The 15th of August was a black day in Irish history, troubles that had been brewing for centuries suddenly erupted. British PM, Wilson, had only one option, he had to send troops to regain control of the warring factions. However, the build up to the 1969 riots were not so clear cut. Increasing bad feelings had been festering between Catholic and Protestants since the Protestant reformation in 1534.
The earliest example of this was the Protestant plantations, sent over to Ireland to affirm a stable base that would warn the English of any potential threats. Europe was mostly Catholic and the English afeared them attacking through Catholic Ireland, which would leave them practically defenceless. This sparked off the conflict between the rival groups as the Protestants came over and stole land from the Catholics - mainly from northern territories such as Ulster.
This continued for many years, but the next major events in Irish history were the River Bann and Drogheda & Wexford massacres. The River Bann, 1641, saw the Catholics murder 2000-3000 Protestants plantationers in anger and later at Drogheda & Wexford, 1649, when Cromwell ordered his troops to slaughter surrendering villagers. These are viewed with opposing opinion by the two factions in a process known as street history. The word massacre to a Protestant springs up memories of the River Bann murders and the Catholic cruelty without a thought to Drogheda & Wexford. Likewise, the same notion to a Catholic summons up images of Cromwell’s men slaughtering surrendering peasants. This raises hostility as they attempt to blame each other for their troubles.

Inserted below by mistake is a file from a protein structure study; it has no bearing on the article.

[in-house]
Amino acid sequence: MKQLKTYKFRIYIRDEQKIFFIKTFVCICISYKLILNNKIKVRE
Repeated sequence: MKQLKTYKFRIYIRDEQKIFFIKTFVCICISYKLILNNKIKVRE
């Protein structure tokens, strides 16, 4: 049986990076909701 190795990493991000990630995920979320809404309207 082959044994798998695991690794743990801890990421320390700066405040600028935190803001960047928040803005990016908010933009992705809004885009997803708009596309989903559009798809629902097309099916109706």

When James II (Catholic) was displaced from the English throne in 1689 he sought to recapture it with the help of Louis XIV (Catholic) of France. Their combined army ploughed through Ireland and looked set for victory. However, he was facing a formidable foe, in William of Orange (Protestant). Orange’s troops crushed James’ forces at the battle of...
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